A federal law called the Equal Credit Opportunity Act prohibits creditors from discriminating against individuals in credit transactions because of the person's race, color, national origin, sex, marital status, religion, age, or public assistance status. Another federal law, the Fair Housing Act, prohibits discrimination in residential real estate and mortgage context.
Below you can learn more about the ECOA, FHA, and other anti-discrimination laws in the credit arena, as well as find out what types of actions constitute credit discrimination.
The Equal Credit Opportunity Act
The Equal Credit Opportunity Act (ECOA) and Regulation B are quite broad in scope. They prohibit discrimination in any part of a credit transaction, including:
- applications for credit
- credit evaluation
- restrictions in granting credit, such as requiring collateral or security deposits
- credit terms
- loan servicing
- treatment upon default, and
- collection procedures.
The ECOA prohibits a creditor from refusing to grant credit because of your:
- race or color
- national origin
- marital status
- age, or
- public assistance status.
The ECOA also requires creditors to give you certain notices if you are granted or denied credit, or granted credit on different terms from what you requested. These notices may be combined with notices required under the Fair Debt Collection Practices Act.
The Fair Housing Act
The federal Fair Housing Act (FHA) prohibits discrimination in residential real estate transactions. It covers loans to purchase, improve, or maintain your house and loans in which your home is used as collateral. Other provisions of the FHA prohibit discrimination in the rental housing market. Like the ECOA, the FHA prohibits discrimination based on race, color, religion, national origin, and sex. The FHA prohibits discrimination based on familial status (similar to marital status under the ECOA), and disability, but does not protect against discrimination based on age or public assistance status.
Other Laws Prohibiting Credit Discrimination
Other federal laws provide protections in addition to the ECOA and FHA. For example, the Community Reinvestment Act can be used to combat discrimination by banks and lenders. State antidiscrimination laws often provide even more protection than the federal laws. For example, some states prohibit arbitrary discrimination on the basis of occupation, personal characteristics, political affiliation, or sexual orientation. You can check with your state consumer protection office or do some research on your own to see if there are additional protections in your state.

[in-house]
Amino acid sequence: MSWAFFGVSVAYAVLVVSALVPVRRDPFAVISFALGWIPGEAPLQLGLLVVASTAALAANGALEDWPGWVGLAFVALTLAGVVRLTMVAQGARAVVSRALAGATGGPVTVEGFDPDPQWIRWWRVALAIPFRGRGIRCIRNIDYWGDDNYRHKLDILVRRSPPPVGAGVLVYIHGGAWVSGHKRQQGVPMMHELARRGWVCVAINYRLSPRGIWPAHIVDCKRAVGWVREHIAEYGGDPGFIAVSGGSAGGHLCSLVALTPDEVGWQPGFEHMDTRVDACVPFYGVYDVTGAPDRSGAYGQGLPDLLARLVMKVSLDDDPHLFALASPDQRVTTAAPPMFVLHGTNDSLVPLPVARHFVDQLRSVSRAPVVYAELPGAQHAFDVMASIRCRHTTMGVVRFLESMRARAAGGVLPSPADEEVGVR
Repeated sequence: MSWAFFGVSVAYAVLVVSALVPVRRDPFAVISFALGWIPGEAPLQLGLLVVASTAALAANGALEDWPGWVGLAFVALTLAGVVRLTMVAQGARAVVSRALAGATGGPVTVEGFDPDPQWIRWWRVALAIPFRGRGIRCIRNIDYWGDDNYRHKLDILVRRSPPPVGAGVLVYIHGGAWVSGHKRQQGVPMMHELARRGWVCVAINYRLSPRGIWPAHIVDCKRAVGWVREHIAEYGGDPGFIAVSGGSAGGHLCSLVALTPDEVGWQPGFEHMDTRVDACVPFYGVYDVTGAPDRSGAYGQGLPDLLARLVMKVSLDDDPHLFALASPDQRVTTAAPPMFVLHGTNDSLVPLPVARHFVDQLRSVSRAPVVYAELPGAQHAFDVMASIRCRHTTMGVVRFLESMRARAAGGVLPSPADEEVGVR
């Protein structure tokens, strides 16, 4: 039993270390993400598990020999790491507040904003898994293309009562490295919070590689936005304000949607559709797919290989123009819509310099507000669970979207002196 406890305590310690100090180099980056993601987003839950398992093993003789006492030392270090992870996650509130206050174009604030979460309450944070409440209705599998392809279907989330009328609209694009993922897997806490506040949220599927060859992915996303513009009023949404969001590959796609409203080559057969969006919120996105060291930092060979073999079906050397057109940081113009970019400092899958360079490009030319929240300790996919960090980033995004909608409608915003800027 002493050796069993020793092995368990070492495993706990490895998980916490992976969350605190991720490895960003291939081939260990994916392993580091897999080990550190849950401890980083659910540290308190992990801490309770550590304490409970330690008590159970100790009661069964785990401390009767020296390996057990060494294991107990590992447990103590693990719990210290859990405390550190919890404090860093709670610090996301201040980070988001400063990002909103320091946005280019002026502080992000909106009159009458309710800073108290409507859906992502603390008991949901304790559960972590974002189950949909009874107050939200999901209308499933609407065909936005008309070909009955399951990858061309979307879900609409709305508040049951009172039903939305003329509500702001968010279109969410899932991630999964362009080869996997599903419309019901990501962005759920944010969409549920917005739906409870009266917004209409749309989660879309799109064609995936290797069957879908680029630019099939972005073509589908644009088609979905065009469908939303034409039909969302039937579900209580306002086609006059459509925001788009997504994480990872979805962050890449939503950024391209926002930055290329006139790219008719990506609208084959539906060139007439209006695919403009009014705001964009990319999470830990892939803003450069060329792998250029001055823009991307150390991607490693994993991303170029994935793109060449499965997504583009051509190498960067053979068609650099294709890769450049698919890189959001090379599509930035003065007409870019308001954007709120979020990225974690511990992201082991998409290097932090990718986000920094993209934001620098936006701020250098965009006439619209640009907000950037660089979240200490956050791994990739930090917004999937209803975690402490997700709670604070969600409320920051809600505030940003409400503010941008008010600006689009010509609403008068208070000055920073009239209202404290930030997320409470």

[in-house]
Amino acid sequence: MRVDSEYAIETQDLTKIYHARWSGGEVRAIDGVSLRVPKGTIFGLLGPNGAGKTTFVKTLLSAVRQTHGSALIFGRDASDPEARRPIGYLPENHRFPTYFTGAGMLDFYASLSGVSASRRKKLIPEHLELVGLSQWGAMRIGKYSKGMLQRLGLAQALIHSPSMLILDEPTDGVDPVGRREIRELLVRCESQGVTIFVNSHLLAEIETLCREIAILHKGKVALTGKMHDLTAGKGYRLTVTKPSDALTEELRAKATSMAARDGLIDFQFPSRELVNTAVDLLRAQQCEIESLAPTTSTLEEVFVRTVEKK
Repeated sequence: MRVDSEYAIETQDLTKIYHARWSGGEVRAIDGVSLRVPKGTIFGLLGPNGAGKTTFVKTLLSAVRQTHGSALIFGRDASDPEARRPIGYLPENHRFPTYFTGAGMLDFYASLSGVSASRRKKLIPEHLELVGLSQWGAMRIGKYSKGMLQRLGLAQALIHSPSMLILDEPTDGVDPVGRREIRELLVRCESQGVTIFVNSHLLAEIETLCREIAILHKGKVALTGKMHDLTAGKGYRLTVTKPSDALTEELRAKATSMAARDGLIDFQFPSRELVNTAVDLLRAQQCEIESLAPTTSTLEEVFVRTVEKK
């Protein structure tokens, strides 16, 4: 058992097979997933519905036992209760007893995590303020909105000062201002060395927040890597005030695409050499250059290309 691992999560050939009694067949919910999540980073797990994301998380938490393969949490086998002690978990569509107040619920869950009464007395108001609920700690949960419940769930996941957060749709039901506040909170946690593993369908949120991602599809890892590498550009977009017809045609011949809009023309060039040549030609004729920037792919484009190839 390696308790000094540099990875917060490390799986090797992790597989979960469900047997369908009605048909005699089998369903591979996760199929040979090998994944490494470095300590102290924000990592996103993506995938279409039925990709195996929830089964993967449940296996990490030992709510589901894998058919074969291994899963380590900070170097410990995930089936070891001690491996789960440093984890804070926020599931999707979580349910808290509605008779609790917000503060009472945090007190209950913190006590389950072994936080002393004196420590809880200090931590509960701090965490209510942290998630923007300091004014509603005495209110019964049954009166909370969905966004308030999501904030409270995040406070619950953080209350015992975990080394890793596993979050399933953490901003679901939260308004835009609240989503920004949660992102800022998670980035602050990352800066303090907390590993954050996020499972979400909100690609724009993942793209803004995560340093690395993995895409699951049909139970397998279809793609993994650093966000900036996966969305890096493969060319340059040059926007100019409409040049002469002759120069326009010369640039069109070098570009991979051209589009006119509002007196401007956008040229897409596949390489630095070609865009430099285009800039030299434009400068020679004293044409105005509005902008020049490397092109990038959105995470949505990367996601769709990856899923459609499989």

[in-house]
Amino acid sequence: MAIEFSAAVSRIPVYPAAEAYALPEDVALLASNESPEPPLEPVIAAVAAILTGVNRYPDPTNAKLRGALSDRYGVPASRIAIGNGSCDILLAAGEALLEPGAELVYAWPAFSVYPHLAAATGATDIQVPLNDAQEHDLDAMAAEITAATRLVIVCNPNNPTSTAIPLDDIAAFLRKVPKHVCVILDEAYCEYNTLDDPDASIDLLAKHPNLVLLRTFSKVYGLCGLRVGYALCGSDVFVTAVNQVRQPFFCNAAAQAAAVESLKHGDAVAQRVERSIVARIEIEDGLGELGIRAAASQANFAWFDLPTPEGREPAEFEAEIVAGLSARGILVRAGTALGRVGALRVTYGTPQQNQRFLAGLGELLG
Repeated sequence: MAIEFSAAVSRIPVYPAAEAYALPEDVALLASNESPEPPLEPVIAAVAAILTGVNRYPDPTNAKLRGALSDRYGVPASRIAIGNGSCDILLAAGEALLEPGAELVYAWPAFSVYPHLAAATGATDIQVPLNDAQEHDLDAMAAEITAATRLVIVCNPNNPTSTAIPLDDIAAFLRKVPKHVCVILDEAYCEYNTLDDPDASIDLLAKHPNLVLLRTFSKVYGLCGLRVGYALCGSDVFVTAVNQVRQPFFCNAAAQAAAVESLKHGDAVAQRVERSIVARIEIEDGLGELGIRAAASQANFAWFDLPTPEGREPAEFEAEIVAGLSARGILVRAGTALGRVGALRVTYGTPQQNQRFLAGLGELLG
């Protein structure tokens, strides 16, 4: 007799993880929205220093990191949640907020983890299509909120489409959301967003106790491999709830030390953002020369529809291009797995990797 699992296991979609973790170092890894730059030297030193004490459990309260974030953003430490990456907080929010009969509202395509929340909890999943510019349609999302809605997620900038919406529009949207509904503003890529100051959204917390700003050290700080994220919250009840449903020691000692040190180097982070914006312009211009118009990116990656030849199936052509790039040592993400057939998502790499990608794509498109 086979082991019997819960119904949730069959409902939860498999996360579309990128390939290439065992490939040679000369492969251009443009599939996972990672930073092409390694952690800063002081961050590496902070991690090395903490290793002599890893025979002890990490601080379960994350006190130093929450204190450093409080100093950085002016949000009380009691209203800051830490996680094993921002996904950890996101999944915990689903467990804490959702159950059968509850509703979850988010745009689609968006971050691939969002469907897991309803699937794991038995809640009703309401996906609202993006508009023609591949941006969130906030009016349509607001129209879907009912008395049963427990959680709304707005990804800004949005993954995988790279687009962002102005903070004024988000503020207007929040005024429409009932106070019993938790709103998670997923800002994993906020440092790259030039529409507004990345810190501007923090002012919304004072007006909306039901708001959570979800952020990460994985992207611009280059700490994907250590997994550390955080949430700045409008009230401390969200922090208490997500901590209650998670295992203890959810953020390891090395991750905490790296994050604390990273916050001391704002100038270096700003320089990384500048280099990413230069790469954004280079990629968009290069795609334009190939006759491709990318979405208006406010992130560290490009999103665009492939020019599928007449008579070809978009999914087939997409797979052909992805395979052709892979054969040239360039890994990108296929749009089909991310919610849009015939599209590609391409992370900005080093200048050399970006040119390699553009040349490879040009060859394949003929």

Types of Credit Discrimination
Here are some common types of credit discrimination that the ECOA and FHA seek to curtail.
The ECOA, the FHA, and many state laws prohibit credit discrimination based on sex. This category often overlaps with the “marital status” category.
Examples of prohibited sex discrimination include:
- rating female-specific jobs (such as waitress) lower than male-specific jobs (such as waiter) for the purpose of obtaining credit
- denying credit because an applicant’s income comes from sources historically associated with women—for example, part-time jobs, alimony, or child support (however, a creditor may ask you to prove that you have received alimony, child support, or separate maintenance consistently)
- requiring married women who apply for credit alone to provide information about their husbands while not requiring married men to provide information about their wives, and
- denying credit to a pregnant woman who anticipates taking a maternity leave.
However, a creditor is allowed to ask your sex when you apply for a real estate loan. The federal government collects this information for statistical purposes. Other creditors may ask for this information as well, although providing it is optional, and the creditor can use the information only to check its own practices for discrimination.
Marital Status Discrimination
The ECOA and many state laws prohibit discrimination based on marital status. The FHA’s similar provision prohibits discrimination based on familial status.
These laws prohibit a creditor from requiring an applicant’s spouse to cosign on an individual account as long as no jointly held or community property is involved and the applicant meets the creditor’s standards on his or her own.